Lovers Lane
In The Flesh

Up off the mat!

| July 19, 2010

Week Of July 20, 2010

Just as the Pitchfork weekend gets over, the summer’s just heating up! (Bang! Pop! Kerblooie!) We have a whole feast of shows that’ll make you sweat! Sweat! Sweat!

Like tender workout instructors (or lovers, whichever you prefer), we’ll let you stretch out a bit before we dive back in. (Peculiar thing about Pitchfork: you don’t realize how much standing and walking you’ve done until you sit down and your legs start twitching.) JBM (Jesse B. Marchant) cozies up to Nathaniel Rateliff’s fans on Wednesday, the 21st with a non-lo-fi brand of Leonard Cohen and Low. Downcast but not gloomy, serious without being severe, Not Even In July (Partisan) approaches singer/songwriters with extreme prejudice. Rarely even considering I-IV-V chord changes, the title track clings to a minor key and “Ambitions & War” steps up the pace only to protest. Naturally, black humor fits into his repertoire, which he deftly weaves into the morbid “Swallowing Daggers” and its relatively sunny disposition. (@Schubas with Nathaniel Rateliff)

Thursday has too much going on, but we’ll try to make sense of its overbearing hotness.

Though they’re a little late to impact the Russian monarchy, Rasputina are pregnant with ideas on their seventh album. Seven’s an awfully big number for a cello-driven rock outfit most people didn’t expect to survive a full tour. But Rasputina — captained by Melora Creager since, ahem, 1891 — have sailed past expectations into a world completely gothic, scary, and their own. Sister Kinderhook features a male cellist for the first time (Daniel DeJesus), though there’s nary a cock-rock element to be had. Creager touches on Emily Dickinson (opener “Sweet Sister Temperance”), current events that were current when the band was formed (“Calico Indians”), and dreamland heartache (“A Holocaust Of Giants”). (@Abbey Pub with Larkin Grimm and The Dead Superheroes Orchestra.)

The battle for country and Americana’s soul continues at separate venues on Thursday, as Blackberry Smoke invade the traditional confines of Joe’s and kitchen-sinkers Rose’s Pawn Shop battle Double Door. Blackberry represent the peak of versatility for a Southern rock band, able to flip through a Rolodex of influences on Little Piece Of Dixie (Bill Monroe, Lynyrd Skynyrd, Alabama, George Jones) with uncommon ease. While the album frequently hits more on tribute than growth, tipping the likability and familiarity scales has never been a bad thing in their genres. RPS, however, are self-dubbed “bluegrass-a-billy” and come at it with boot-stompin’ alt-country, PBR style. This summer’s upcoming Dancing On The Gallows doesn’t surge with punk fever, however, starting with string-band pop and Irish-leaning Appalachian fiddle work before getting Tex Mex with “Pine Box” and then bursting into “Ball Of Flames.” The highpoint is a daytrip to Bakersfield, with a Yoakam-esque “The Bed In Which You Lie.” (Blackberry Smoke @Joe’s with Rio Grand and No Justice; Rose’s Pawn Shop @Double Door opening for Scott H. Biram and Lasers And Fast And Shit.)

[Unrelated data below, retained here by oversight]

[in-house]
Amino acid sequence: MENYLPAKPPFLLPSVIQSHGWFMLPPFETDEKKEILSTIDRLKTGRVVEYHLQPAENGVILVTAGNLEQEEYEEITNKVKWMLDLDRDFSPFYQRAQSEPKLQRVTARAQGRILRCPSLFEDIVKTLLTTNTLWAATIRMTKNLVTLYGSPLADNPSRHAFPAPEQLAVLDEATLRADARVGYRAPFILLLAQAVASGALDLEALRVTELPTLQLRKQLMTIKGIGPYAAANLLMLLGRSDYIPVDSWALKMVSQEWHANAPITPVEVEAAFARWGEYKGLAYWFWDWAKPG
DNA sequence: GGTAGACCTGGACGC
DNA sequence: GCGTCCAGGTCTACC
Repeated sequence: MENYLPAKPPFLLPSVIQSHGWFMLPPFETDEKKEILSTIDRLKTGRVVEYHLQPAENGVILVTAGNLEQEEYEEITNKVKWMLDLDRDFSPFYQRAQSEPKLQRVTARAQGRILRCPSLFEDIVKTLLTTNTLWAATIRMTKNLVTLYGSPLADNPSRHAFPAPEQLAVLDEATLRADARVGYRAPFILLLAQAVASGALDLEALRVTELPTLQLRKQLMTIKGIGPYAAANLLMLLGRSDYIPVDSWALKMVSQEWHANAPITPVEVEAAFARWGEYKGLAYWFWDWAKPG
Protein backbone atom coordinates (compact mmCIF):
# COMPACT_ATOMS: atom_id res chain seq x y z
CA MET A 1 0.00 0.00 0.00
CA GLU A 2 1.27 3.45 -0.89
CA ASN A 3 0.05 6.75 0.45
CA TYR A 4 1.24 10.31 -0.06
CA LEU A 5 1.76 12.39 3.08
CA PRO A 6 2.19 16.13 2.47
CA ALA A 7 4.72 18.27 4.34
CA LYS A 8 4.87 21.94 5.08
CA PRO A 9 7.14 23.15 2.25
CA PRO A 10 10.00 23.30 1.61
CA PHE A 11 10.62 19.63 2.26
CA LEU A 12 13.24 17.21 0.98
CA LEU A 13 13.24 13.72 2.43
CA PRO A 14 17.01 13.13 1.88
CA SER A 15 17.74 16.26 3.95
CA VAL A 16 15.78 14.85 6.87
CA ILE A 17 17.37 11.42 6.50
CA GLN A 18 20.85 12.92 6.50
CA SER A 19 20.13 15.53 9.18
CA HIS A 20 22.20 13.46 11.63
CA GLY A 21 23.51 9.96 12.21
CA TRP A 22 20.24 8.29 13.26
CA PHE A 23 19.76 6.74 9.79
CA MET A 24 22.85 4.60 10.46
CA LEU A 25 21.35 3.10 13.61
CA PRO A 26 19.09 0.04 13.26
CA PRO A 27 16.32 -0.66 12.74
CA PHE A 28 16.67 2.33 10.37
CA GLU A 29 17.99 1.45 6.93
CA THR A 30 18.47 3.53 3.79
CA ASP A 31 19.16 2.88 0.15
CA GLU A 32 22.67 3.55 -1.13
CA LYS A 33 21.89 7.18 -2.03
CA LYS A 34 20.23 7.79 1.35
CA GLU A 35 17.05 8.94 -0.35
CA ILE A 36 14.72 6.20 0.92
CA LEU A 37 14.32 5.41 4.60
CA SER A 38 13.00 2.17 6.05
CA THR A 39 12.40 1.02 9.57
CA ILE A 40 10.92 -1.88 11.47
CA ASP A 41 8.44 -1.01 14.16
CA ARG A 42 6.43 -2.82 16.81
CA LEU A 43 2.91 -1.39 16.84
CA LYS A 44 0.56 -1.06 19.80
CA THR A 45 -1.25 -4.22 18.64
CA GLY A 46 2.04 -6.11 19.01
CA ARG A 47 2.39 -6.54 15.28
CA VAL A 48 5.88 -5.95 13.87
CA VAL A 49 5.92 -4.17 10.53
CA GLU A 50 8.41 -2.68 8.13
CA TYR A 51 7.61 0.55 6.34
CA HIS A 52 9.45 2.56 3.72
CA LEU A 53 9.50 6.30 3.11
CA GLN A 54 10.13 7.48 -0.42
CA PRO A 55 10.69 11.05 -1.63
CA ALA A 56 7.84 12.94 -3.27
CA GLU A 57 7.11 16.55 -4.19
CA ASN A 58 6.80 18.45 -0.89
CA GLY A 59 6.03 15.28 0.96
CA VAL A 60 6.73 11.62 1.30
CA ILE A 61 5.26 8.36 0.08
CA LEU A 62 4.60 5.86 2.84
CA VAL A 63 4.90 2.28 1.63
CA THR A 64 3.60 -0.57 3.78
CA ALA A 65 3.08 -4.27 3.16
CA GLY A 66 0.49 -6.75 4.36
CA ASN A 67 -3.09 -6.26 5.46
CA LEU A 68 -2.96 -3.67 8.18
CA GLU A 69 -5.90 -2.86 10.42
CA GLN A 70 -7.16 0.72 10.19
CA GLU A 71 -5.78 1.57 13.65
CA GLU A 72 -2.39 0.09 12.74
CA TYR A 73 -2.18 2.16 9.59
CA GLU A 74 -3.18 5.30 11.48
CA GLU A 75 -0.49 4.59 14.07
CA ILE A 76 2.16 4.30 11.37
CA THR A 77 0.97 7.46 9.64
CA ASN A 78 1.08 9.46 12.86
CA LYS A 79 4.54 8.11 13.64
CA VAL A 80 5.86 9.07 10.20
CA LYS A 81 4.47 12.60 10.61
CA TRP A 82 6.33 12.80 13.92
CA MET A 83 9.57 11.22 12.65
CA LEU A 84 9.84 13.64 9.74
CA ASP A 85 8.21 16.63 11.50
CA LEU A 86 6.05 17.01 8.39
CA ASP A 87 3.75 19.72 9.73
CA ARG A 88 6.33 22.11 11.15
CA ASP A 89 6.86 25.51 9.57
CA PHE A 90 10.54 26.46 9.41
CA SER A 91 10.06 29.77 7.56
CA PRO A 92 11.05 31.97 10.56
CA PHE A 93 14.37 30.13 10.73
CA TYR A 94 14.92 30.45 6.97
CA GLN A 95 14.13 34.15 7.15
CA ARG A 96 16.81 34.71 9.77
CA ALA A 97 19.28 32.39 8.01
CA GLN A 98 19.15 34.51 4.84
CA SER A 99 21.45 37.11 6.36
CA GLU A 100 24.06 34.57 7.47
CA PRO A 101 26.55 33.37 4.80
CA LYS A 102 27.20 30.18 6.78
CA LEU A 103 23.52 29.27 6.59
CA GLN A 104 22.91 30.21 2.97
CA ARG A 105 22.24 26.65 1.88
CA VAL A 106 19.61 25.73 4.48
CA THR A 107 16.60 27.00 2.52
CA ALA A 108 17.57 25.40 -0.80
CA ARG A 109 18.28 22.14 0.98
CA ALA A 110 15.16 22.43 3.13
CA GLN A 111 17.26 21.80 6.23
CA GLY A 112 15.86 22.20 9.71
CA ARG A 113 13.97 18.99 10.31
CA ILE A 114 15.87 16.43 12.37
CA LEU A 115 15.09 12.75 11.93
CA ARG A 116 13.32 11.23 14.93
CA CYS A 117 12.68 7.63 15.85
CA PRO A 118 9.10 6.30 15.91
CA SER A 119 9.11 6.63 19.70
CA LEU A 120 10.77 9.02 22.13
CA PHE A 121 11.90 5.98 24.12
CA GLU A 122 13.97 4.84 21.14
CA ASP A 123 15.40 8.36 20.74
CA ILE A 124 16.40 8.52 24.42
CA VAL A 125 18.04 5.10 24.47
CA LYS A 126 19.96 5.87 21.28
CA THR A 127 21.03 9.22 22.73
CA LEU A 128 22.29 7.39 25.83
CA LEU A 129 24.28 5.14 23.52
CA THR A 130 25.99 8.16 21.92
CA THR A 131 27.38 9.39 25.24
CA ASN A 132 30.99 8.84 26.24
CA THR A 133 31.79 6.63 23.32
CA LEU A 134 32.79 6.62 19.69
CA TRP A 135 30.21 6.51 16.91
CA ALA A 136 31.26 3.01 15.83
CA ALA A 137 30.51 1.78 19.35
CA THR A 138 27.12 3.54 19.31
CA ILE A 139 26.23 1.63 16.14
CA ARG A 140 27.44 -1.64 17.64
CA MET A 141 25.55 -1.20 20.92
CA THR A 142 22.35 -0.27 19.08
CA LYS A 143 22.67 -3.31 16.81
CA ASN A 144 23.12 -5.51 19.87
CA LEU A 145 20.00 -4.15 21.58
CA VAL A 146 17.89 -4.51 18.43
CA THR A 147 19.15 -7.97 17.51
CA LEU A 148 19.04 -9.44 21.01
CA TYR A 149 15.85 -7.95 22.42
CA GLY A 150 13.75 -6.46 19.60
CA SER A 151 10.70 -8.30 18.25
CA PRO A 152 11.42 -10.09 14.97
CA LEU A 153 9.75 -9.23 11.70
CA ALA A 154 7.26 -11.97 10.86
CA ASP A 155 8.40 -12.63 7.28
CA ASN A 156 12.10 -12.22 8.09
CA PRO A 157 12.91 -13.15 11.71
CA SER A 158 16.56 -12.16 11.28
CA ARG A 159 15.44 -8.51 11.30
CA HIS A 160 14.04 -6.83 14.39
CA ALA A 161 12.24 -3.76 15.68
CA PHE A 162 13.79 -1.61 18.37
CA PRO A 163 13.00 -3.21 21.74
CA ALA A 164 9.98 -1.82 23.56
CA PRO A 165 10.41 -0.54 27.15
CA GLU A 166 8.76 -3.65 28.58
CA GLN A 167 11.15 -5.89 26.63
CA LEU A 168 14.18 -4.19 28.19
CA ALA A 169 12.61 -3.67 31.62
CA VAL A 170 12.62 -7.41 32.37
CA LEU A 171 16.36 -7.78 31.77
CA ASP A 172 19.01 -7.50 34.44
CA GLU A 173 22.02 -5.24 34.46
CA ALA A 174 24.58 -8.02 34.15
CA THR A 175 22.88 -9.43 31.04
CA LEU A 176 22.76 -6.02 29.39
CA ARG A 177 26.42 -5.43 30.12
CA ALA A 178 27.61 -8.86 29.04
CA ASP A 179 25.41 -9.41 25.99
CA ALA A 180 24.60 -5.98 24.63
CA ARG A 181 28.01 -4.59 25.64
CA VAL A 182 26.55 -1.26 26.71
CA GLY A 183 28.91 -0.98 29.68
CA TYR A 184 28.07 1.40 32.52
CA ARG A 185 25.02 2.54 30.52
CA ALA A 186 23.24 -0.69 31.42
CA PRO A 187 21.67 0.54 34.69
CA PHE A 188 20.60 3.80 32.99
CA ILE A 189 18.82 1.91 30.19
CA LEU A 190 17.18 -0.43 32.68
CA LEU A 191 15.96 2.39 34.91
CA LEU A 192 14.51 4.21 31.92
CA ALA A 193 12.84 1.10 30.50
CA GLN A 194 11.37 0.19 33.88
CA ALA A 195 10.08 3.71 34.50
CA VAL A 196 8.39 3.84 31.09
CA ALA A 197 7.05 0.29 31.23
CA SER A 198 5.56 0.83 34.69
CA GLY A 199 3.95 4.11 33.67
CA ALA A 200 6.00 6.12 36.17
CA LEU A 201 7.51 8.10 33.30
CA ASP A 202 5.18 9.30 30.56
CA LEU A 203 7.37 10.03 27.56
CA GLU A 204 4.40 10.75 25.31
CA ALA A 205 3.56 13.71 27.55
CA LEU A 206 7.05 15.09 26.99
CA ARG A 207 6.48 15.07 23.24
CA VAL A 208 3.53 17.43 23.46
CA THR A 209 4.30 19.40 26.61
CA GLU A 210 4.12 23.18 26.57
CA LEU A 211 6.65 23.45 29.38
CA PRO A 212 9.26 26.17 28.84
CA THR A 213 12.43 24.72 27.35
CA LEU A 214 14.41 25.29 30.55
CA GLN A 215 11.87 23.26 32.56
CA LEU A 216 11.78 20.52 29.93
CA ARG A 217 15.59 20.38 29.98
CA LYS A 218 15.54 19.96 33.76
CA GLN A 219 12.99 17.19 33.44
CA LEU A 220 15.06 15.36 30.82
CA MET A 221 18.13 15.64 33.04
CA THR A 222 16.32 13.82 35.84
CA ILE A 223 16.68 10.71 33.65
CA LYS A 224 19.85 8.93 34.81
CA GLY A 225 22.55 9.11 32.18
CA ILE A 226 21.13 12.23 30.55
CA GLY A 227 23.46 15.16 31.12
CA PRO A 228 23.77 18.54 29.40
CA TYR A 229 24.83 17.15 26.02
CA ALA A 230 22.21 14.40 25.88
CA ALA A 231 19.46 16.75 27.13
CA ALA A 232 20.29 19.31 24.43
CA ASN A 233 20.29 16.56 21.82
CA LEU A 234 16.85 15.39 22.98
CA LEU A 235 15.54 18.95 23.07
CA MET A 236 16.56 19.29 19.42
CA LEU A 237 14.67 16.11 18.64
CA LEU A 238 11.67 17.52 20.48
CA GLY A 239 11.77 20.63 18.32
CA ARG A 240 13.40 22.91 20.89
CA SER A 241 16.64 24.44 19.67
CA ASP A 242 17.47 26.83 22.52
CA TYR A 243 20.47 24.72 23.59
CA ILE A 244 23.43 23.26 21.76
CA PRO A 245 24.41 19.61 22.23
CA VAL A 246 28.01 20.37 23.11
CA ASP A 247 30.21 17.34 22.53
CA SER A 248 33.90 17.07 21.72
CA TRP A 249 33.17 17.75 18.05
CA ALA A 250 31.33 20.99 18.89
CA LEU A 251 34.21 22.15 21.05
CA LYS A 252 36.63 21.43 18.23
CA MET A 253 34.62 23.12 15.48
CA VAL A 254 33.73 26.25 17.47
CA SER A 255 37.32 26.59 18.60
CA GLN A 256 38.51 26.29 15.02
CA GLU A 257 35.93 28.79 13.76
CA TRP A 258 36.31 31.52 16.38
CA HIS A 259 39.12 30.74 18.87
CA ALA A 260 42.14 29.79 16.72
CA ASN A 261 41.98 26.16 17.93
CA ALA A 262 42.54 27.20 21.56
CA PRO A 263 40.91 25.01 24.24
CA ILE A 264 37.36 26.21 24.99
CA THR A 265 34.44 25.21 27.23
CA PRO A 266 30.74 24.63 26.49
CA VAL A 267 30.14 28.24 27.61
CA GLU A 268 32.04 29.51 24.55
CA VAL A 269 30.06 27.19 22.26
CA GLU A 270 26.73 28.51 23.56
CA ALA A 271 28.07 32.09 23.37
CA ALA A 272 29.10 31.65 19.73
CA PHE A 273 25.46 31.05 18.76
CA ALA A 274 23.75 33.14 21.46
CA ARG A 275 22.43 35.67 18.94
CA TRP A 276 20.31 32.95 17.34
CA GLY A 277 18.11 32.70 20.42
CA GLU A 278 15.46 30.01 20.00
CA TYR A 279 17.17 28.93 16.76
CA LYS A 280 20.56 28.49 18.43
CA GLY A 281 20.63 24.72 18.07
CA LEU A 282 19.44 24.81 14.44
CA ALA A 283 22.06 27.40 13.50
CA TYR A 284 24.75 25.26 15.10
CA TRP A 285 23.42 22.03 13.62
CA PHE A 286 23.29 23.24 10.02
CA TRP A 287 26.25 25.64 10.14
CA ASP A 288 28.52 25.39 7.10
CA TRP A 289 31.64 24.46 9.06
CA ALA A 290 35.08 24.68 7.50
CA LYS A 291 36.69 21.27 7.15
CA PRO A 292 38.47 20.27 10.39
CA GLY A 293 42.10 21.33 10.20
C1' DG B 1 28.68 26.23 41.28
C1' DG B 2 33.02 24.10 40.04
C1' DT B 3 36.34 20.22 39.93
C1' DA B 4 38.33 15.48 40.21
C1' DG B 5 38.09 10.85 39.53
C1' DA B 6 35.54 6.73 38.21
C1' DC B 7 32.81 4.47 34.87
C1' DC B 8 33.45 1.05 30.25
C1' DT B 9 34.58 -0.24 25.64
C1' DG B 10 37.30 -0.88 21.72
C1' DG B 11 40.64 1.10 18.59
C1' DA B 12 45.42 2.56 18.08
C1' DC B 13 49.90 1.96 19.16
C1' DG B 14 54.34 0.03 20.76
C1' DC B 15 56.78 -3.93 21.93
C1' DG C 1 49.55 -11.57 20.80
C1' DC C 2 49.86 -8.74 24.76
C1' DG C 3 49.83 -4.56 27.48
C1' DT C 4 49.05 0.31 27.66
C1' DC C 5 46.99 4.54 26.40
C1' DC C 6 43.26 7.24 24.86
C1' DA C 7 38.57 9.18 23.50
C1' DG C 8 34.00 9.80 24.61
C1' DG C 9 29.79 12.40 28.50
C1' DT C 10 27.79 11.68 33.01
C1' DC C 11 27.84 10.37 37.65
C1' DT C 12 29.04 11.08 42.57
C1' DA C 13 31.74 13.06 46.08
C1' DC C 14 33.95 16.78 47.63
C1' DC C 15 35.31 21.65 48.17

Early ticketholders should note that Bloc Party frontman Kele Okereke has switched venues from Metro to Subterranean for Friday’s show. With alarming consistency, reviews of The Boxer (Glassnote) mentioned last year’s solo debut from Strokes’ frontman Julian Casablancas. But while the latter used electronic touches to date his faintly new-wave pop rock, Okereke has clearly been immersed in all manner of British electro, from dance to trance to drum and bass to garage. If there’s a loose comparison to be made, it’s with Thom Yorke’s The Eraser. Okereke’s less ambient, however, and at first manages to kick Bloc Party’s sometimes-overwhelming sincerity out of the way. “Tenderoni” easily seems like the pinnacle of his imagination for this project, though the surprises (including the preceding two cuts, which also open the album) set the table under false pretenses. For much of The Boxer, Okereke still dabbles in territory his band touched on with 2008’s Intimacy, something driven home by album closer “Yesterday’s Gone.” (@Subterranean with Jessica 6.)

— Steve Forstneger

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